Tuesday April 24, 2001 Homily by Fr. Robert Altier Second Week of Easter

Reading (Acts 4:32-37) Gospel (St. John 3:7-15)

In the Gospel reading today, Our Lord asks the question: "If you do not believe me when I tell you about earthly things, how will you believe when I tell you about the things of Heaven?" He goes on to link the Resurrection and the coming of the Holy Spirit with His death. He talks about how the Son of Man must be lifted up from the earth so that all who believe in Him will have eternal life. Recall what the Catechism tells us: The Lord was actually lifted up from the earth on three occasions; first, when we crucified Him; second, at his Resurrection; and finally, at His Ascension. It is those who believe in Him, in His eternal life, in His earthly death but also in His life of Heaven, that will have eternal life as well.

When we recognize that, we can have the same attitude that the apostles and the early Christians did. Look at what happened, for instance, in the first reading. You have these people bringing all their earthly belongings, selling them or donating them, and laying them at the feet of the apostles. One could ask - "Why?" It is not because the Church does not think that property is good or that people have a right to it, because the Church does believe that. It is because these people recognized that they were called to something beyond what was earthly. They believed in what the Lord taught on the earthly realm; therefore, they believed what He taught on the heavenly realm.

When we see the wisdom of Our Lord, it is then that we can look beyond what is earthly and we can look to what is heavenly. What He teaches is truth; not merely truth on the natural plane, but truth on a supernatural plane. When they recognized that, they were able to say, "We do not have to worry about the things of earth. If we set our hearts and our minds and everything in our lives to focus on heaven, then we believe God will take care of everything else, too." And they lacked for nothing. Now, that does not mean that we should all go and sell everything we have and start a commune - let us all get together and do it that way - that is not what is meant at all. For the early Christians, that worked just fine; it was a very small community. What it does mean is that the attitude they had must be ours.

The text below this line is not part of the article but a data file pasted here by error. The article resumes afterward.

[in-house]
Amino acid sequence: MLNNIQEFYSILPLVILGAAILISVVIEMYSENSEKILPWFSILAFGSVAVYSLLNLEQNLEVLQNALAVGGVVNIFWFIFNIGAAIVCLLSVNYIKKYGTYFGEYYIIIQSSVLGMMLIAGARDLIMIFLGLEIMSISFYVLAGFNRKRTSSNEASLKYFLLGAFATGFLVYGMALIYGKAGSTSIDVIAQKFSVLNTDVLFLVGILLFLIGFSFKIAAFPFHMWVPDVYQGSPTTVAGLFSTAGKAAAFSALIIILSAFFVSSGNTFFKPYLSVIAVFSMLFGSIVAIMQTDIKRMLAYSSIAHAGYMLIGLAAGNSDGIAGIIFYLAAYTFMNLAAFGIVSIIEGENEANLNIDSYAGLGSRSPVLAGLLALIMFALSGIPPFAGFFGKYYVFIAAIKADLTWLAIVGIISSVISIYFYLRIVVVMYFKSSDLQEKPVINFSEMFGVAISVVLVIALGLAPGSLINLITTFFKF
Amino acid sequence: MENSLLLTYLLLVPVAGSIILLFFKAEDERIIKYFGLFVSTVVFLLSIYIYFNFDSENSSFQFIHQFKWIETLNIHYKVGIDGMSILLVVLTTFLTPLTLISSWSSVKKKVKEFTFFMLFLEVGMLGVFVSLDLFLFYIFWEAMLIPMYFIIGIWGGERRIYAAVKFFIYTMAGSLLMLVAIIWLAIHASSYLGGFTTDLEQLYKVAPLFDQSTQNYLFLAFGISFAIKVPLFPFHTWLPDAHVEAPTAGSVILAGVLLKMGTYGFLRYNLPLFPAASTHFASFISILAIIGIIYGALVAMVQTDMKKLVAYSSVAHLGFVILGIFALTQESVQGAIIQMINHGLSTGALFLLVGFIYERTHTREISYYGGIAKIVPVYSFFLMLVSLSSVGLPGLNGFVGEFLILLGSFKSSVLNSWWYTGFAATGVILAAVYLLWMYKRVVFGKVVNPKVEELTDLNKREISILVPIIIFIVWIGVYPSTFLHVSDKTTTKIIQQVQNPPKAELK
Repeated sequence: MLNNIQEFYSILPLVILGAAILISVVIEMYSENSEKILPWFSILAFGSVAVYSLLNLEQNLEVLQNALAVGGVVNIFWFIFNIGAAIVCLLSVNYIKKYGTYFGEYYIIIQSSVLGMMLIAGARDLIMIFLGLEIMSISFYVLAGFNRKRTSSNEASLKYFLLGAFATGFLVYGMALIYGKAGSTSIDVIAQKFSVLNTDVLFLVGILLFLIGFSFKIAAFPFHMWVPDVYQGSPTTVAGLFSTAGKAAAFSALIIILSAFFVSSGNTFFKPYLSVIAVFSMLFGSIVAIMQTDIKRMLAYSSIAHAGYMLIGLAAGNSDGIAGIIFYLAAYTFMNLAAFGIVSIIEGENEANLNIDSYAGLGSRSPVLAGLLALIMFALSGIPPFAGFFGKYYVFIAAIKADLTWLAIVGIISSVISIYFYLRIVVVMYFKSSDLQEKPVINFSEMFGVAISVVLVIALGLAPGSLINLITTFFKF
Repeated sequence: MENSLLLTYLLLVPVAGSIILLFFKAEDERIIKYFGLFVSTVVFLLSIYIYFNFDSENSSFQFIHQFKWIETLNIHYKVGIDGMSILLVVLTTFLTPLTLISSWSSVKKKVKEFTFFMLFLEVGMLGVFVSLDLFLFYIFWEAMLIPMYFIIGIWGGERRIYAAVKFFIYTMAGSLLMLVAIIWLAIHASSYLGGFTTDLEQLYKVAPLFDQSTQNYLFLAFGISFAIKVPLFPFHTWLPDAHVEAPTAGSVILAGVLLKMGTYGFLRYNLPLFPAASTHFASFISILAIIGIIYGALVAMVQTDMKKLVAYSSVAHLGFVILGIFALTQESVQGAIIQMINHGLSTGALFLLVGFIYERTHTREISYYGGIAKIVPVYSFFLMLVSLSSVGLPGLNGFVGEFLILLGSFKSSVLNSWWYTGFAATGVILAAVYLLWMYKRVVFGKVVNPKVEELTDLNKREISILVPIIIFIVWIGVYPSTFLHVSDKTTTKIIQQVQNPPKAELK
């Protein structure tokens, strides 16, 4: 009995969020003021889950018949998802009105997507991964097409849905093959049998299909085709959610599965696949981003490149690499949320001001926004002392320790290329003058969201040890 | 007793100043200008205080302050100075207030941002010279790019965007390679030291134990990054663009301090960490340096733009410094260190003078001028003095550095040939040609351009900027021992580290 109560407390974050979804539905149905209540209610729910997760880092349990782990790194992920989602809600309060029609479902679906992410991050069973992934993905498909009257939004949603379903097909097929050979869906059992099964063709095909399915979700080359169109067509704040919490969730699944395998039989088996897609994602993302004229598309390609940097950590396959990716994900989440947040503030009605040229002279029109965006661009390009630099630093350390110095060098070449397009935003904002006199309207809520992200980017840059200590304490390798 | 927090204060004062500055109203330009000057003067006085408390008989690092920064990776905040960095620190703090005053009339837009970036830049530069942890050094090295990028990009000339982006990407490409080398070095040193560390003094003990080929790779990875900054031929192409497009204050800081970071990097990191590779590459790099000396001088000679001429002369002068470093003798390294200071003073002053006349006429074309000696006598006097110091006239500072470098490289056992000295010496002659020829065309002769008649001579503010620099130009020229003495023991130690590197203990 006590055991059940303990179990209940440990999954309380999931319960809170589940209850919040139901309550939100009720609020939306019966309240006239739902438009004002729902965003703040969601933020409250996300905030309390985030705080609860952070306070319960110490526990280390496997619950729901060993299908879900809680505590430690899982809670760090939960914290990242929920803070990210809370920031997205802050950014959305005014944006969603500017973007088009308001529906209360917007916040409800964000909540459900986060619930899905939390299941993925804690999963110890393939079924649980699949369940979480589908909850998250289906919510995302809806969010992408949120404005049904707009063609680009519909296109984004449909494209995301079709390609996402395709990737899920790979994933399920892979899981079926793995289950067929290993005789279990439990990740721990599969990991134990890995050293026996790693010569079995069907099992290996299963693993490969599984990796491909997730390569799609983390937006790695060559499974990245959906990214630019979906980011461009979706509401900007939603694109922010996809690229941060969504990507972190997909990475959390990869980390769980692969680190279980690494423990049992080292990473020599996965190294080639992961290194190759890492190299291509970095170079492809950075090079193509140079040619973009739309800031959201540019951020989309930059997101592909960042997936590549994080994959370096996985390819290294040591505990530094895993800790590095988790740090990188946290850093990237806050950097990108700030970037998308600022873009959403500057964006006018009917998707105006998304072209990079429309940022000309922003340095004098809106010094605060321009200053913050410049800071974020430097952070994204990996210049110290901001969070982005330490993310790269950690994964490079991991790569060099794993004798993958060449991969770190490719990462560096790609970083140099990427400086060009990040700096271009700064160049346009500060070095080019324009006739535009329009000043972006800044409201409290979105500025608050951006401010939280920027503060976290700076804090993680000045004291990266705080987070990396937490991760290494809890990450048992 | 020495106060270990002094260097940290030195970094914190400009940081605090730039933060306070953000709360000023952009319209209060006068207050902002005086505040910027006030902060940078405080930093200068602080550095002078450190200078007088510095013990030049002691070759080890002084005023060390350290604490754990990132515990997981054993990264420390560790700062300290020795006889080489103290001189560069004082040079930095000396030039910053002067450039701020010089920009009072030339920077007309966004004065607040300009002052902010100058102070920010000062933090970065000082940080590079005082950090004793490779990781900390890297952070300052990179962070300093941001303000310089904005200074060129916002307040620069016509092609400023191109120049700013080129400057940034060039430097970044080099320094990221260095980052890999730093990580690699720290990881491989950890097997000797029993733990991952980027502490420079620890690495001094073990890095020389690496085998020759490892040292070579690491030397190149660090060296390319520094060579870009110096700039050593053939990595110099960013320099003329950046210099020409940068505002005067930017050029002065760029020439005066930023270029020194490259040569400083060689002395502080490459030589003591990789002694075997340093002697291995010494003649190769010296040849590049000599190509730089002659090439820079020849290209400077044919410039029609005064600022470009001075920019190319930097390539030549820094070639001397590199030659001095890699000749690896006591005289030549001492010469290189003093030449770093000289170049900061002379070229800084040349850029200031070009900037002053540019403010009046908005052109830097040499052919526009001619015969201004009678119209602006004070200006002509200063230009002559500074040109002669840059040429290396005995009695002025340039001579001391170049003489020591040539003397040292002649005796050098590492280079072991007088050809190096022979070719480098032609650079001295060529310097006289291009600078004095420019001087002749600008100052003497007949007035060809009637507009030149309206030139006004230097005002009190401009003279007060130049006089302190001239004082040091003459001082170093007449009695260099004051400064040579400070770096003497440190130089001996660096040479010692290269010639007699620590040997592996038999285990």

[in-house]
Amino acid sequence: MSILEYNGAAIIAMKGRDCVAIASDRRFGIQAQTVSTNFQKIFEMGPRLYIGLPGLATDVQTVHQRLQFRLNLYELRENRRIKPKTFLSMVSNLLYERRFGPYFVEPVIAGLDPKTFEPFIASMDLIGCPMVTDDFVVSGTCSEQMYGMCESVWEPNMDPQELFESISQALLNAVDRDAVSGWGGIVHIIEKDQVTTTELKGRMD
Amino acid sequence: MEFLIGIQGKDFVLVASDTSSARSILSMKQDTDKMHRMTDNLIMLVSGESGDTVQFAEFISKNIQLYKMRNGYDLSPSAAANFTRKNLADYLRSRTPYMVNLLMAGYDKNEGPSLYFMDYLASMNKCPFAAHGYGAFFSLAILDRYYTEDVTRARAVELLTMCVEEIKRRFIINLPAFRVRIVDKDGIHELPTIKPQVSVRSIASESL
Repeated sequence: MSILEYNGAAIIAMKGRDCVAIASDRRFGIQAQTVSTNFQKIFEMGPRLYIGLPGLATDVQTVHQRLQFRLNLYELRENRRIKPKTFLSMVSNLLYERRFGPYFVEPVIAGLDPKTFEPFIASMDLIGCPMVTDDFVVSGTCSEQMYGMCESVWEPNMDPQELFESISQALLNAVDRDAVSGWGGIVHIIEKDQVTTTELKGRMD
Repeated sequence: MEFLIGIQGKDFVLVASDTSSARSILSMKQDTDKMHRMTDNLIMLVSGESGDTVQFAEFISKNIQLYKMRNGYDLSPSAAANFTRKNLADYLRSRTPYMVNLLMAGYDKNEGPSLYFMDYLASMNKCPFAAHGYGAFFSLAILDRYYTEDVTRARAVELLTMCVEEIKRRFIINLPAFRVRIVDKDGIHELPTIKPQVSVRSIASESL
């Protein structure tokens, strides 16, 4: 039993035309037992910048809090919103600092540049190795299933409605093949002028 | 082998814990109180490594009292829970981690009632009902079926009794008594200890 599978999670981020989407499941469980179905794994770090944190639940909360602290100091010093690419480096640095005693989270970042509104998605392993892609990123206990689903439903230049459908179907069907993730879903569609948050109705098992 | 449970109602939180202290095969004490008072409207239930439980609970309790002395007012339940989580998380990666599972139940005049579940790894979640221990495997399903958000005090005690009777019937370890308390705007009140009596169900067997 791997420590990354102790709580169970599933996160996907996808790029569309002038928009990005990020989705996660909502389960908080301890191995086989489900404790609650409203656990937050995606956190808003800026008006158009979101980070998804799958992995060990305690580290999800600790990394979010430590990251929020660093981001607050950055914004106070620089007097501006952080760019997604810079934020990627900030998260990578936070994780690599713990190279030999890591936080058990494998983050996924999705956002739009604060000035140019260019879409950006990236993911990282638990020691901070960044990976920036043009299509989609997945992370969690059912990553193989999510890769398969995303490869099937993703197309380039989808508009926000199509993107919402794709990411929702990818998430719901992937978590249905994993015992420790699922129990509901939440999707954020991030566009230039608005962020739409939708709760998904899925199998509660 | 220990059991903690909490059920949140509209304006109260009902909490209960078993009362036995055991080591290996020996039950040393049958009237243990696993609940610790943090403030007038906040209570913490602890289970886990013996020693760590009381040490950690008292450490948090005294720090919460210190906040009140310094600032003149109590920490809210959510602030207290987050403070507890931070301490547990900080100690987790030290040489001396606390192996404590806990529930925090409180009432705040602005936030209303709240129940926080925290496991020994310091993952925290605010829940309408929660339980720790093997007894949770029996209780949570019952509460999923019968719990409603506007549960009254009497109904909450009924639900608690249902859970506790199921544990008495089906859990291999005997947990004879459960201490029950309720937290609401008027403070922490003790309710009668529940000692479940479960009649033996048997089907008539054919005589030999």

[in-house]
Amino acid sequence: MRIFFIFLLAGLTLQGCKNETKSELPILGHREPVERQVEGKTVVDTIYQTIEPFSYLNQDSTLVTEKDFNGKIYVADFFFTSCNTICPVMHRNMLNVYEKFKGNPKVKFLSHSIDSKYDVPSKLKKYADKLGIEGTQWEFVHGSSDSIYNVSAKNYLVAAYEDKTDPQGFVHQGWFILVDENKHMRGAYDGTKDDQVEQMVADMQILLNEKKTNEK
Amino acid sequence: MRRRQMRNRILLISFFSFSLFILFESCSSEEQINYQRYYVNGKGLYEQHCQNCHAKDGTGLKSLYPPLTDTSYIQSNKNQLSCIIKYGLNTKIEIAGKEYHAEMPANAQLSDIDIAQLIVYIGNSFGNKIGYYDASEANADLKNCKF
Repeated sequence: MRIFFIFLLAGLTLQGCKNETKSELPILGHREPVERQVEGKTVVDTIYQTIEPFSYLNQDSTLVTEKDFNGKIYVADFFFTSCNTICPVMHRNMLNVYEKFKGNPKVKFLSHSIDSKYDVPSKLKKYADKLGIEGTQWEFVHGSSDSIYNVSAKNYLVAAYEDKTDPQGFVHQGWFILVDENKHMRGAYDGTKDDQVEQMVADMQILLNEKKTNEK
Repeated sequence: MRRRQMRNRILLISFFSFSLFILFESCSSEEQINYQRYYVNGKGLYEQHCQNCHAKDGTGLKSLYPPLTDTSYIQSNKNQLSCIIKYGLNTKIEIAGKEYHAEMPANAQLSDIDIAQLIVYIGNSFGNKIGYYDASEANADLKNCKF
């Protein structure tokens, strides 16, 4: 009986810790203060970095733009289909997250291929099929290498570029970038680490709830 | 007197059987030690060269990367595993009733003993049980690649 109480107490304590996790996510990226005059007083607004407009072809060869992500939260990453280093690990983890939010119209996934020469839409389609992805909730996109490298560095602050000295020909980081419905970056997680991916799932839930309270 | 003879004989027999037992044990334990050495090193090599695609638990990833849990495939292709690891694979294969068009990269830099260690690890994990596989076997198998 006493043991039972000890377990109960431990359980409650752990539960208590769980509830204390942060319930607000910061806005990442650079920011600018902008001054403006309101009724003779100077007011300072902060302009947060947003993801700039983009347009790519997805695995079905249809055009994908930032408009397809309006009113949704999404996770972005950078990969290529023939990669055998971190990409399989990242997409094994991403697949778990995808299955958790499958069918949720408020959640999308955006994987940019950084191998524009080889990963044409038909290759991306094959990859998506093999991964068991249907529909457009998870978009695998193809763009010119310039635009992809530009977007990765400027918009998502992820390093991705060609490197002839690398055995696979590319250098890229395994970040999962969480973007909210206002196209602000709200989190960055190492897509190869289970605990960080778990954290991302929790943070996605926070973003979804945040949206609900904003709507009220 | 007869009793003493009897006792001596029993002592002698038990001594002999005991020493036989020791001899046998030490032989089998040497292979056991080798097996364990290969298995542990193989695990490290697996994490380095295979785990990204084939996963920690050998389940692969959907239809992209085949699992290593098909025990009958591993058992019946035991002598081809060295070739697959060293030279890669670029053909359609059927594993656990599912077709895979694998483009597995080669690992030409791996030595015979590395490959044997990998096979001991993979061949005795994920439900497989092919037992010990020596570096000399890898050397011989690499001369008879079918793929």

First of all, they were all of one heart and mind. Does that mean they agreed on absolutely everything? No, they were human. When it came to truth, they were in agreement. That is where we have to begin. We can look at the Creed and, even beyond that, at everything the Church teaches. We can ask ourselves, "Am I of one heart and one mind with Jesus Christ; and, therefore, with all of those who are in union with Christ?" If we are, then we can go to the next step and say, "If I am of one heart and mind with Jesus, then I want to set my heart and my mind on the things of Heaven." That is where His was set and that is where He directs us to look. Not to making sure that all the things of earth are in perfect order, but making sure that our soul is in perfect order, making sure that we are seeking Him, growing in the spiritual life, keeping our focus on eternity, and looking to Heaven. Then we see all the things of earth in light of the things of Heaven. That is the way it has to be.

In our society, Heaven is basically rejected and everything is focused on the things of earth. We make it our priority to make sure we make more money, or have a bigger house, or a nicer car; so that on the earthly plane, we have a paradise. That is not what Paradise is for a Christian person. Paradise is in Heaven. The things of earth are there because they are necessary for this life; but they also help to lead us toward Heaven, or away from it. We need to look at our attitude toward the things of earth and ask ourselves if our attitude is really the same as Jesus. Is our heart and mind set on the Lord? Are we of one heart and one mind with Jesus Christ? With the Church? If so, we look at the Son of Man who has been raised up above the earth. Therefore, we do not focus on the things of earth. In focusing on the One who has been raised up above the earth, we have the promise of eternal life.

Note: Father Altier does not prepare his homilies in advance, but relies solely upon the inspiration of the Holy Spirit. This text was transcribed from the audio recording of a homily by Father Robert Altier with minimal editing.